I was sufficiently unnerved by the message to leave work early. I hadn’t been to Owen’s apartment in years, but I still remembered the way. I saw my car parked out front, a cup of coffee in the cupholder, a huge map of the city, densely annotated, unfolded in the passenger seat. I made my way up the stairs. The door to the apartment was open. Owen wasn’t inside. His mother was. Her face crumpled with a grief that no parent should know.

Owen’s house was a wreck, his mental decline clearly reflected in his apartment. Maps, photographs and sheets of paper covered with a mixture of scrawled handwriting covered every possible surface. Between gulping sobs, she explained how she’d just come back from the morgue to identify his body. He’d been in a pretty nasty hit and run accident the morning before. The cops said he must have been dragged for a distance. Facial identification was impossible. She only managed to identify him through his personal effects and a tattoo on his upper arm. Or at least, a tattoo that used to be on his upper arm. The accident had sheared a chunk of flesh right off him, and she had to identify pieces of her son’s body laid out on the cold metal of a gurney.

Owen’s father and brother came by with the funeral director then. I excused myself, leaving the family to their grief. As his friend, I should have offered my help but I needed to leave the house. Owen had been found on Sunday morning. I whipped out my phone to verify what I already knew. He’d texted me at 3am on Monday morning.

My head was still spinning when I got into my car. The shock of Owen’s sudden passing and the chill left by the text message this morning danced nauseatingly in my head. Was the fight in the bar all I had to remember him by? I unfolded the map. Owen’s spidery writing covered almost every available space on the map. He’d been writing with a force and speed which turned his usually neat script into an illegible scrawl, so forceful in places that the cheap ballpoint pen had punched through the paper. He’d marked out dozens of locations on the map, with crude stars, accompanied by annotated times and dates. The rest of the text made no sense, there were scribbled symbols that didn’t even match any language that I knew of. The snatches of English that I could decipher made no more sense than the symbols, products of Owen’s obviously addled mind.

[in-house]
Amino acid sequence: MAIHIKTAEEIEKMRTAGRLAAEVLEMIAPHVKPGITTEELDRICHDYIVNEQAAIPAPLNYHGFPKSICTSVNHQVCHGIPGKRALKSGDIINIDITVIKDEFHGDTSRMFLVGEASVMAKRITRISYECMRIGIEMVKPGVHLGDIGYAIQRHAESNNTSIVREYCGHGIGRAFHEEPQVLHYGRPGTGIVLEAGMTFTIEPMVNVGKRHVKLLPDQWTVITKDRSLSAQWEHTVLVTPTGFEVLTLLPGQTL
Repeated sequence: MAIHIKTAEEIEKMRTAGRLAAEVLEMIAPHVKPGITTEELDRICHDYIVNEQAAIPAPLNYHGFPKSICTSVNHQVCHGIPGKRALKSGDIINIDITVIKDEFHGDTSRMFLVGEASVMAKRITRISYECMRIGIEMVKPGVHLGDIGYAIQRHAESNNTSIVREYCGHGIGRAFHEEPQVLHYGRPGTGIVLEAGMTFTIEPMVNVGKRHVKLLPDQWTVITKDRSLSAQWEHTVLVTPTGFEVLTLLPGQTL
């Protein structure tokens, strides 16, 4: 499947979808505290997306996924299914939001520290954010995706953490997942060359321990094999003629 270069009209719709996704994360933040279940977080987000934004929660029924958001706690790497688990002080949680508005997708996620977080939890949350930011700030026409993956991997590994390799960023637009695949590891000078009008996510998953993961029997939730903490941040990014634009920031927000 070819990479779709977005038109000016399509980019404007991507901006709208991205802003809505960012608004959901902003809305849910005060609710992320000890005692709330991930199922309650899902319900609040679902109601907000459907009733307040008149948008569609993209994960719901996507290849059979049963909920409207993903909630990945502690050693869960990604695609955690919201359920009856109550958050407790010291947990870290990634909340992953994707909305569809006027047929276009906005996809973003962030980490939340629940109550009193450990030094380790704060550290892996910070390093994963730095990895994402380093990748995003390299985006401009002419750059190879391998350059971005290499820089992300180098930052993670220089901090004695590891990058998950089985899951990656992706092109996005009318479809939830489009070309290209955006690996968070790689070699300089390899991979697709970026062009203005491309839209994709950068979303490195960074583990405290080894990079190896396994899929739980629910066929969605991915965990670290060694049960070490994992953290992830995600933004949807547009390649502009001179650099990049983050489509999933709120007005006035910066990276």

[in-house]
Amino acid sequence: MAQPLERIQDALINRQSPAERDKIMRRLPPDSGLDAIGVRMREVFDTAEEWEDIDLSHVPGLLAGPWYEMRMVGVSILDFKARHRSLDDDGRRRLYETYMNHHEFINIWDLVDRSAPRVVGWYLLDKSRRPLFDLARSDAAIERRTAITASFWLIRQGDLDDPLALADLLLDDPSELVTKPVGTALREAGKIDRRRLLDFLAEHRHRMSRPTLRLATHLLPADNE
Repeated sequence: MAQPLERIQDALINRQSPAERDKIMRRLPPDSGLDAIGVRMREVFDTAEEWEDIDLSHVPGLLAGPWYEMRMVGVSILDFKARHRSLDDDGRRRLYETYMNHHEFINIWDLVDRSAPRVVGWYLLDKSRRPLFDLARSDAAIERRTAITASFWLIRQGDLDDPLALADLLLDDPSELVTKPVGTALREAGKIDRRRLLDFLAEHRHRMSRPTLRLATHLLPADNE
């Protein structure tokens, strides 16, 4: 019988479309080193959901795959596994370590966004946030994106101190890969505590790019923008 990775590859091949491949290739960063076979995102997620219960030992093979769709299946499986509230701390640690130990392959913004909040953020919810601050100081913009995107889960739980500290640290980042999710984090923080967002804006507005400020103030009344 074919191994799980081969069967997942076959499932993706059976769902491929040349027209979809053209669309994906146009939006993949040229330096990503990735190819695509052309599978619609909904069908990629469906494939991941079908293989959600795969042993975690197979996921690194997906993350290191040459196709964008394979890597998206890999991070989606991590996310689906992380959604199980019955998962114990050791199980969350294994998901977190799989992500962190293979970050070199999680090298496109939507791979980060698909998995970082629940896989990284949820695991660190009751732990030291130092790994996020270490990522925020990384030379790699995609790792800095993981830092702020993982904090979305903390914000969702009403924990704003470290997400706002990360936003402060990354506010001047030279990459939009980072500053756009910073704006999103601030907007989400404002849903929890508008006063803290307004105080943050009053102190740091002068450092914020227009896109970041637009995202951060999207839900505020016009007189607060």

They watch from the cracks. Nameless streets.

Secret kings and queens of the city.

They sing to the dead. They eat the lost.

The meaningless text still sent a chill down my spine. The depths of my friend’s madness shocked me. I couldn’t fathom why he would ask me to destroy the map.

Lost in my troubled thoughts, I started my car. A polite chime snapped me from my reverie. It came from a shiny black slab on my dashboard. A GPS unit. Not mine. Owen’s. A strange thing for him to own, since he didn’t have a car to start with.

I looked at the tiny LCD screen. I was at a location that Owen had marked out on his little GPS unit. His home? No, it was slightly off, across the street. It looked to be in the middle of a building, a shop maybe? The streets were empty of both pedestrians as well as cars. It was a quiet street, but something felt out of place. No, the street wasn’t totally empty. There was a small lane, practically just a crack between two buildings right next to my car. A waifishly thin teenage girl was standing there, dressed in tatty jeans and a plain threadbare t-shirt. Far too thin for the icy winter weather. No shoes either.

She was wearing a look of intense focus on her face, her dark piercing eyes staring upwards towards Owen’s apartment. Her face was perfectly formed, pale, but covered in streaks of dirt. Her blonde hair, matted into crude dreadlocks. She seemed perfectly at ease in the cold. As though she could feel my eyes on her, her head snapped downwards and she affixed me with her mesmerizing gaze. I felt transfixed, like a butterfly pinned to a corkboard. Her bright pink tongue snaked out from between her dirty lips, the pointy tip ran across her lips in anticipation.